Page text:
It is ok to give yourself rest days if really feeling it. That is you body telling you to rest although getting up every hour or so during the day to do some range of motion, stretching exercises, yoga or even a little walk around the house will be beneficial, inactivity is one of the worst things you can do for arthritis. Why I love the low impact elliptical, next would be the stationary bike or swimming but in all honesty I am not a fan of swimming because I can hear myself breathe and I need music to power through that fatigue. On a nice day just going out for a walk is good enough.

The key with chronic fatigue is to not over do it at first, that will burn you out. Start slow and ease yourself into it. If you can only do 10 minutes then only do 10 minutes that day, try again the next day or day after that but adding more time,you can also break up your exercises throughout the day with rests in between. Judge how you feel but remember exercise will make you feel slightly better when dealing with arthritis and your overall health.

Types of Exercises Great For Arthritis

Aerobic Exercise – Also known as Cardiovascular or Endurance Exercise

You want to accumulate about 150 minutes of moderate aerobic exercise per week, about 30 minutes a day 5 times a week. This means activities that make you sweat and breathe harder, get your heart rate up.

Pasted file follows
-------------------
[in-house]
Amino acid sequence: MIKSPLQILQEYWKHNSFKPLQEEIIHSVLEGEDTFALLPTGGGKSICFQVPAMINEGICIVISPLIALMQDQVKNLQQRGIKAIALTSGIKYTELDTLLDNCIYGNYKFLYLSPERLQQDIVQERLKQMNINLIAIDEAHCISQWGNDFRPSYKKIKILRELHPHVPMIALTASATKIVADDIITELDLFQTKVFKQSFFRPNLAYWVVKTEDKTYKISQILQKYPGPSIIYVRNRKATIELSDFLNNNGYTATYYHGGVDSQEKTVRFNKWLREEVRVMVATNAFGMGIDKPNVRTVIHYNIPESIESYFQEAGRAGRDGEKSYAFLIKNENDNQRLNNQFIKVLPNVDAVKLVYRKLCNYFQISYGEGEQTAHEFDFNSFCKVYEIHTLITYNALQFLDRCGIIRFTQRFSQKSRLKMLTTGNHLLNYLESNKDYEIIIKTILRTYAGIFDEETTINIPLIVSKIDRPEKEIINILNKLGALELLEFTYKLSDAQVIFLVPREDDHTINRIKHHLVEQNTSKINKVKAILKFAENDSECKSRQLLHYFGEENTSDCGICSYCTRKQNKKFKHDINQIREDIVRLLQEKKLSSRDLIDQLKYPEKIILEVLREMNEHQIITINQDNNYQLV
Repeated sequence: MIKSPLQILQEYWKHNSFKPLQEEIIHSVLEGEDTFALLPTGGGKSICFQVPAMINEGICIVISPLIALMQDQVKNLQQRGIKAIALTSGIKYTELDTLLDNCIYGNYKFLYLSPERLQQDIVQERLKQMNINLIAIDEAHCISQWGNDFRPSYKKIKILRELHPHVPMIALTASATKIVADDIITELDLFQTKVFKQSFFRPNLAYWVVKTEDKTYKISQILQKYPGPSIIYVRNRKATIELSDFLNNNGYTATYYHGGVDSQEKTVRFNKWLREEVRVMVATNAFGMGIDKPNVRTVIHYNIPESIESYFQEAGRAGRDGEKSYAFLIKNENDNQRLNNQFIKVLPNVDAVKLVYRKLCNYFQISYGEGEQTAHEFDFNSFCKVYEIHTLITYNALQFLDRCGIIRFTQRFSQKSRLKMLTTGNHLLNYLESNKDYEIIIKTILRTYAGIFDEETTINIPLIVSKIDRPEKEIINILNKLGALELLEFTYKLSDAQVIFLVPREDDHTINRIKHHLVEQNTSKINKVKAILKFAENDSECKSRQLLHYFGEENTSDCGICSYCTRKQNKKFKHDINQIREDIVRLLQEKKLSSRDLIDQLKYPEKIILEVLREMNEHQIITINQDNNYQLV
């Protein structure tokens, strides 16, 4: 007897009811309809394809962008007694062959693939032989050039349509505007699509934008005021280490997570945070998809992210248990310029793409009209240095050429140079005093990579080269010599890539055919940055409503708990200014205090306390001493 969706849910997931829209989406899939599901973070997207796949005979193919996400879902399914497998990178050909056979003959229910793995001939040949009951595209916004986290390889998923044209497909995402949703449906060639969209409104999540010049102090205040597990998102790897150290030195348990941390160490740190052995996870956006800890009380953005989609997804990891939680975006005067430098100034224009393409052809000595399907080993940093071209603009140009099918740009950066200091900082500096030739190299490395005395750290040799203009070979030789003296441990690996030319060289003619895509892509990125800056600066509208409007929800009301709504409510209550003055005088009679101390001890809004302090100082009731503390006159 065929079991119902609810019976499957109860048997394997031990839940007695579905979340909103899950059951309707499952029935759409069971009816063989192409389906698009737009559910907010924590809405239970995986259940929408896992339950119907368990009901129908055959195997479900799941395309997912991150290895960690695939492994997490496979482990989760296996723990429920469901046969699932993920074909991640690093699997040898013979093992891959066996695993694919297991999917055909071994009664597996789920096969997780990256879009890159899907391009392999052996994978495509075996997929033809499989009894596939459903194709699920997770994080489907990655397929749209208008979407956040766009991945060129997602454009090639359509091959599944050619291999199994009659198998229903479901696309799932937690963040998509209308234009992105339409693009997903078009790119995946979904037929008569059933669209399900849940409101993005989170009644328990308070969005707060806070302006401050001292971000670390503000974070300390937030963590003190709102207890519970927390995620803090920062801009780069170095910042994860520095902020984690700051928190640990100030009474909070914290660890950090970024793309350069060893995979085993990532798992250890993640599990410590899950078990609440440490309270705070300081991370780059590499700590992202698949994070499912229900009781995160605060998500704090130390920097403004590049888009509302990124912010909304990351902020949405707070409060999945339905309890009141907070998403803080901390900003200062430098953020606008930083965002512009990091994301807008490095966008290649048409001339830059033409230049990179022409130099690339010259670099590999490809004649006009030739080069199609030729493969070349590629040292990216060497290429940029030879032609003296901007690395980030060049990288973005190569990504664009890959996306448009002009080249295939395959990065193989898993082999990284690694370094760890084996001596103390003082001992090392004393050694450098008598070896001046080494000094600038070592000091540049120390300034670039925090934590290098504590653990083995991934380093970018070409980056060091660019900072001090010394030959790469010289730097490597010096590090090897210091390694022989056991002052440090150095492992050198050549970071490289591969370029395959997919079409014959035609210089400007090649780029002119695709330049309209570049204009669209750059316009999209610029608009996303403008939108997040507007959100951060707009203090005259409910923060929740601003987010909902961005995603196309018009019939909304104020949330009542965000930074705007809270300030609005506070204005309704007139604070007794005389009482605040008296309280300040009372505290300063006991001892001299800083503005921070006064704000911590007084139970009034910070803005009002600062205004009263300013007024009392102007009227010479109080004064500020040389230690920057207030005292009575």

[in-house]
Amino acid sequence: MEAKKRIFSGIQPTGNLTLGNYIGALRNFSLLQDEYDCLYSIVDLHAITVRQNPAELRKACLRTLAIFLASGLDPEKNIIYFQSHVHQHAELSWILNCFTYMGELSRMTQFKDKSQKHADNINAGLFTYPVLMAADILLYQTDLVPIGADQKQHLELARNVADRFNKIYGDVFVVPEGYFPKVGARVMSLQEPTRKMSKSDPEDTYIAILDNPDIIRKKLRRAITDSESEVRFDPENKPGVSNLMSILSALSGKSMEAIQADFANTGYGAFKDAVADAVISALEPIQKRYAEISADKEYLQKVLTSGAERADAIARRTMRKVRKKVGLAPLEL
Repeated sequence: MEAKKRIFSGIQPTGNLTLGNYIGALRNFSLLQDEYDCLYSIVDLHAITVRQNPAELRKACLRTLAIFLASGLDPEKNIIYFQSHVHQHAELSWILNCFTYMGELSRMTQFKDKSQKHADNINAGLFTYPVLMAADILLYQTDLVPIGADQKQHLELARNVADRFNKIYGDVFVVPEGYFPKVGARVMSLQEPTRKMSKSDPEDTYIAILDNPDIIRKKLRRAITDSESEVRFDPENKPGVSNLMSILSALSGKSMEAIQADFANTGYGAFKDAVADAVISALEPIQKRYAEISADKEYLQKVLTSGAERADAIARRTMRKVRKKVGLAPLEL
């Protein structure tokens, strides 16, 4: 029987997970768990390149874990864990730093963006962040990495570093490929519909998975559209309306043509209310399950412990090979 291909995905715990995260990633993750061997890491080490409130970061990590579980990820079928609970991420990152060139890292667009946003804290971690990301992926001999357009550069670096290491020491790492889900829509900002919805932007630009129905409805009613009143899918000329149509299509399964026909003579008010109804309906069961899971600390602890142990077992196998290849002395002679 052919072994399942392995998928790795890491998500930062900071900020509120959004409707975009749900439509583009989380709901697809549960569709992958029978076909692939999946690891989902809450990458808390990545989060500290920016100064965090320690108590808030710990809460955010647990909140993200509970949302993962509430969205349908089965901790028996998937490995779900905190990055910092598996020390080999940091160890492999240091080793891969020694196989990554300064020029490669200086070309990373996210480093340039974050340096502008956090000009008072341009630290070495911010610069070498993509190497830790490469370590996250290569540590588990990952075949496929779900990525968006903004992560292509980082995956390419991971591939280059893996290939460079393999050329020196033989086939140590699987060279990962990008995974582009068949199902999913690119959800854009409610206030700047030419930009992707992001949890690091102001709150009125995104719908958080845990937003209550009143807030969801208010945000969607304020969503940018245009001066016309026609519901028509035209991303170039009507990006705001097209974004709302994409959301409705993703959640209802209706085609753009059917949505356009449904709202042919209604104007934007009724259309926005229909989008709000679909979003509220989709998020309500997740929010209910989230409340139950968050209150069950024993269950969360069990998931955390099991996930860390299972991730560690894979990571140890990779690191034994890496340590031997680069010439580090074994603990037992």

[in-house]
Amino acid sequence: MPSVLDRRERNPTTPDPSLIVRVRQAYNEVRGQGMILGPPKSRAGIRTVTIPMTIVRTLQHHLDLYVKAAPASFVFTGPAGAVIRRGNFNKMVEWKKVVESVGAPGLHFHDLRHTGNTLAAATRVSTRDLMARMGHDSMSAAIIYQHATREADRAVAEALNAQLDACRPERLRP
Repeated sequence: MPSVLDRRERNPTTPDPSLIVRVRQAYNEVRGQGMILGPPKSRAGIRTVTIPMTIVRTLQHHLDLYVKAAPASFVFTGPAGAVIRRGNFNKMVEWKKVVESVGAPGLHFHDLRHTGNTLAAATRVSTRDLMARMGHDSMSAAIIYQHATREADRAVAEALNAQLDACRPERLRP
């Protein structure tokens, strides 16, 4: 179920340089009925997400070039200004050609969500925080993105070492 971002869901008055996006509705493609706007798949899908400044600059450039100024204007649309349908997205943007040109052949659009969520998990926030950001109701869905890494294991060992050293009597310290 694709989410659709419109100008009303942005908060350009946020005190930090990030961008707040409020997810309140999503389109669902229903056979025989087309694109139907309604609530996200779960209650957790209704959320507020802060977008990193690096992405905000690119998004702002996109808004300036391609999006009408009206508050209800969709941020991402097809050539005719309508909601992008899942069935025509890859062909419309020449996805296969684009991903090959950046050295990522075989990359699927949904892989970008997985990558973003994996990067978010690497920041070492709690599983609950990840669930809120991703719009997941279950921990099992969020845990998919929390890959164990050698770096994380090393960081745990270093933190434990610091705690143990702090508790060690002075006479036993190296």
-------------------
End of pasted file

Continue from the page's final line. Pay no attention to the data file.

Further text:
I am fortunate enough, even before I was diagnosed with RA I live across from a rec center that has a gym, pool and sauna. I do 30 minutes on the elliptical and then enjoy the sauna after. Getting my heart rate up is the most beneficial thing I can do about my Fibroymalgia, a widespread musculoskeletal pain condition. Boosting my oxygen levels through exercise helps reduce the pain and fatigue from that condition.

Best: Elliptical, Swimming, Water Aerobics, Stationary Bike, treadmill if your arthritis allows you.

Others Exercises That Are Extremely Beneficial

When it comes to the there forms of exercise beneficial to arthritis a treatment and exercise plan with a physiotherapist is your most effective option, your rheumatologist or family doctor can refer you to a clinic or one. However yoga and thai chi have shown benefits to those with arthritis and easy to learn, especially through youtube.

Range of Motion – These types of exercises are intended to maintain full movement of your joints. They can also be helpful for reducing stiffness and pain.

Strengthening – These exercises help to build and tone your muscles surrounding the joints. Strong muscles help to absorb shock that is transmitted through your joint when doing activities keeping the joint stable.

Stretching – Stretching exercises help to increase flexibility of your joints. Flexibility refers to the amount of elasticity in the muscles and tendons.

Balance – Balance exercises are used for muscle coordination and body awareness.

Core Stability – Core stability exercises are designed to help re–educate the muscles responsible for stabilizing your “core”. The core of your body can be likened to the core of an apple. It is the inner most muscles responsible for stabilizing your back, pelvis and the rest of your body. They are recruited prior to doing any movement.

Hydrotherapy – Hydrotherapy refers to exercise performed in water. Water can be used for support, assistance and resistance. Water reduces the force on weight bearing joints such as hips and knees. General mobility is improved as there is less compression of the joints, less pain, and less muscle activity required with the buoyancy of the water.